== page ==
"Democracies are showing their resilience" - Minister
COVID-19 – Interview given by M. Jean-Yves Le Drian, Minister for Europe and Foreign Affairs, to Mme Alba Ventura on RTL (excerpts)
Paris, 31 March 2020
Q. – We’ve also got some three million expatriates worldwide. Now, depending on whether you’re in Sweden or Tunisia, the rules about containment aren’t the same. What do you say to our expats?
THE MINISTER – There are more than three million of our expats around the world – probably 3.5 million. There are two million registered, not to mention those who are not, and we’re saying to them: “stay at home, you have a home”, even if it’s a “home” abroad. Stay at home, apply the health rules we’re proposing in France, self-isolate, avoid contact as far as possible. The rules abroad are the same rules as for France.
Q. – Even for those who live in Sweden, for example, where self-isolation isn’t on the agenda?
THE MINISTER – I’ve noticed that standard rules are beginning to be applied across Europe. As you know, those who at one point were considered reluctant to adopt containment rules – I’m thinking of the United Kingdom – are now applying them even more rigorously than others. And so the same cooperation and health standards are spreading everywhere. But I want to speak above all to those French expatriates who may be in more at-risk, more vulnerable countries. I think these rules must absolutely be complied with in those countries, and if there are health emergencies, if there are special cases, if there are specific weaknesses and vulnerabilities, people should inform the diplomatic posts and embassies so they can consider individual cases and possibly medical evacuations if possible. We’ve just done one recently in Kenya, where one of our compatriots was very severely afflicted. We managed, through various means, to transfer him to a hospital in Réunion, where he’s being treated. Cases like that may recur, obviously.
Q. – And what if they really want to come back?
THE MINISTER – We don’t think it’s in their interest to come back and it’s probably better if they self-isolate at home, where they are, in their own house, in their own flat, rather than coming to France; that’s what we’re advising them to do. (…)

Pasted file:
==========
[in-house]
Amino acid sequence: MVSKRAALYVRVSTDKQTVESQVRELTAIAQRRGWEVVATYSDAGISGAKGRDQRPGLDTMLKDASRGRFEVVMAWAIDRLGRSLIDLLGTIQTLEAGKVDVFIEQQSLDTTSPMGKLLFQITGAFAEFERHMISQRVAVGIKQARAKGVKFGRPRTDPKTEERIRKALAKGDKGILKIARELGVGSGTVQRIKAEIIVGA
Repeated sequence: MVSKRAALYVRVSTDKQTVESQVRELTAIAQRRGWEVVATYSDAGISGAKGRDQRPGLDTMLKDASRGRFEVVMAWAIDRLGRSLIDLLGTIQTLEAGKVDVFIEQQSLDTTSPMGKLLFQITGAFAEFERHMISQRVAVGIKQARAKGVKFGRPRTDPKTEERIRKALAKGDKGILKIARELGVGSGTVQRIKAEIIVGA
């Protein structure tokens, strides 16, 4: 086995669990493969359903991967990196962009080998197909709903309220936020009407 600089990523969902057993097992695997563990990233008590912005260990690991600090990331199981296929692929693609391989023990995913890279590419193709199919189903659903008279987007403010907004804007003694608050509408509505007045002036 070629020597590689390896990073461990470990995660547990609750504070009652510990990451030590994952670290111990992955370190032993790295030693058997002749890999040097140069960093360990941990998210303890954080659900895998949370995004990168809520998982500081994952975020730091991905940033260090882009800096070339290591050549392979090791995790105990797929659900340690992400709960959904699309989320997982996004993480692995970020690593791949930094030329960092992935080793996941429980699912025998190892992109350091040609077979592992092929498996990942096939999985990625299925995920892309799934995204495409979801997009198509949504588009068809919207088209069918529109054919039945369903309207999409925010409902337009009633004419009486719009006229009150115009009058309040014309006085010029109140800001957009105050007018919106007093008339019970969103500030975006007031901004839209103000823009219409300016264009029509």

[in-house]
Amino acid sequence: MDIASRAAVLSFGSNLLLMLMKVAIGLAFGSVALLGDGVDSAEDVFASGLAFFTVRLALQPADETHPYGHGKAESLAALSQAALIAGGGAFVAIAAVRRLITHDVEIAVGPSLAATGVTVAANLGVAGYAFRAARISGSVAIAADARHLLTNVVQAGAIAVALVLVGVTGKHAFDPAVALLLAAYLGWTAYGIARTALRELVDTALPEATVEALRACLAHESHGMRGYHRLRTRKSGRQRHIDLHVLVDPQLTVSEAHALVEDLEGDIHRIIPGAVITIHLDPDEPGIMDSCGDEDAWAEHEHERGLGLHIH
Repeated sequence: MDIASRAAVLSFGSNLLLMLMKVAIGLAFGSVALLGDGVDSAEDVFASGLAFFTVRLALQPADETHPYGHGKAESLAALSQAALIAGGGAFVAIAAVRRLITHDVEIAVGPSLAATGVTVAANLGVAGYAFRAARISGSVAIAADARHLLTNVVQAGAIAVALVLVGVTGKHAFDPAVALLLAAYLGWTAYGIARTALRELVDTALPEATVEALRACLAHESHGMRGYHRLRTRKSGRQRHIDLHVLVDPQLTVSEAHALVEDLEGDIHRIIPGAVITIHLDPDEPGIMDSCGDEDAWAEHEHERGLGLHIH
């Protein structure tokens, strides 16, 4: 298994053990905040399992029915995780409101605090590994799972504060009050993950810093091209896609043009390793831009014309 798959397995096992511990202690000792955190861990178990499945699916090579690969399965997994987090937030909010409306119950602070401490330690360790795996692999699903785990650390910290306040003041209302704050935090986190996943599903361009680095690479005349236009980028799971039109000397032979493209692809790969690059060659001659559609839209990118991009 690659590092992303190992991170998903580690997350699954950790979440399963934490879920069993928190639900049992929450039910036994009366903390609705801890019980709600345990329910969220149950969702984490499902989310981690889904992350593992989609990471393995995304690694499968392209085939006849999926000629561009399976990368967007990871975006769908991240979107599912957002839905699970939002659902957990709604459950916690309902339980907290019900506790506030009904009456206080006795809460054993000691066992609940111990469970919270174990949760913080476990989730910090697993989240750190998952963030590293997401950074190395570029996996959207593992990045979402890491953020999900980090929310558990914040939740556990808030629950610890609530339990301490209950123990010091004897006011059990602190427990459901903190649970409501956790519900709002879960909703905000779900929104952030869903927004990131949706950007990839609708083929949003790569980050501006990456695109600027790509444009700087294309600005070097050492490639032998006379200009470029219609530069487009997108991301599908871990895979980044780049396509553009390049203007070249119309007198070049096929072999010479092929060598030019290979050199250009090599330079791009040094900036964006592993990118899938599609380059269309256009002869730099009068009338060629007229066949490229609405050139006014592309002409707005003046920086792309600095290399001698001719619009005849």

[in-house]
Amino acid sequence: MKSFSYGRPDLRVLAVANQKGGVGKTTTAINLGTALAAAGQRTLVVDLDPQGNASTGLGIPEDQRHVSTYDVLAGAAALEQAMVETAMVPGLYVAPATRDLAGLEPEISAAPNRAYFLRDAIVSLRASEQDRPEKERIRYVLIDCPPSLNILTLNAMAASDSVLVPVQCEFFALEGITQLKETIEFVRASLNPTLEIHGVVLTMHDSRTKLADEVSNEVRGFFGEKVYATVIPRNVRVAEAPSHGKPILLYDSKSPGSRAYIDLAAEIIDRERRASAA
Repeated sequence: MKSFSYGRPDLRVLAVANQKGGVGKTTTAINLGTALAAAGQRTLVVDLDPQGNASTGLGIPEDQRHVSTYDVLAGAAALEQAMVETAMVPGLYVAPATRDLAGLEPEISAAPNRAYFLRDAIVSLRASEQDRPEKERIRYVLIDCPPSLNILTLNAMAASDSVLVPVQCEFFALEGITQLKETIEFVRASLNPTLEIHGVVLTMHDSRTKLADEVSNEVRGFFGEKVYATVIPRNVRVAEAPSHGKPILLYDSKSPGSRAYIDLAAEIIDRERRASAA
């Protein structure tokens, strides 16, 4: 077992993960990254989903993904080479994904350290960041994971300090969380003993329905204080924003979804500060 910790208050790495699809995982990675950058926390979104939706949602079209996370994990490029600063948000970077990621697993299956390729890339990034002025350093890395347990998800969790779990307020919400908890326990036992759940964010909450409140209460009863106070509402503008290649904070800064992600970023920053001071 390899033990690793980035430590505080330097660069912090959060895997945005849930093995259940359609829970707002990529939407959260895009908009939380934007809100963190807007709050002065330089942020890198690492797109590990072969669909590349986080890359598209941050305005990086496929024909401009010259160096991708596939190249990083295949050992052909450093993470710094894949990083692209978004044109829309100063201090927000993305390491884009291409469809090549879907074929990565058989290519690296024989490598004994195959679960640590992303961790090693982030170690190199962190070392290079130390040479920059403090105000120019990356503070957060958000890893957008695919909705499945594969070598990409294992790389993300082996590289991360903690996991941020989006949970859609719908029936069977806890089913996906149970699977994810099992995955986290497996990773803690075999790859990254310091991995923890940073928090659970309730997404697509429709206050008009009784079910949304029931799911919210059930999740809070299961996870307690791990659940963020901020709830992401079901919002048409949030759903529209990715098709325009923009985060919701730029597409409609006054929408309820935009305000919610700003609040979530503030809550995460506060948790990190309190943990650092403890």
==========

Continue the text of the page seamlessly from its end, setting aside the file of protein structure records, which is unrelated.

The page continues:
There’s been good coordination between [EU] health ministers to apply the same containment rules, the same crisis-management principles. And there’s also been the decision-making period. First of all, fairly traditional decisions: I’m thinking of bulk purchases of protective equipment, I’m thinking of the creation of a strategic reserve of medical equipment, I’m thinking of financial investment in research, research into vaccines. I’m also thinking of the release of nearly $40 billion to help regions and businesses under the European Union budget. And above all, there’s been the ending of taboos! Because what people don’t really appreciate is that today the dogmas we’d been living by very strictly for several years, for decades – I’m thinking in particular of government deficit as a percentage of gross domestic product under the Stability and Growth Pact –, now the focus is on flexibility and pragmatism, and that was unthinkable… (…)
We’re managing to establish this method of combating the virus through democracy, because democracy’s strength is the strength of transparency, freedom of expression, and sharing. It’s the strength of information, and I also think one of the positive elements in this crisis – you have to identify a few – is that democracies are showing their resilience and that they’re capable of both protecting [people] and complying with the law. (…)./.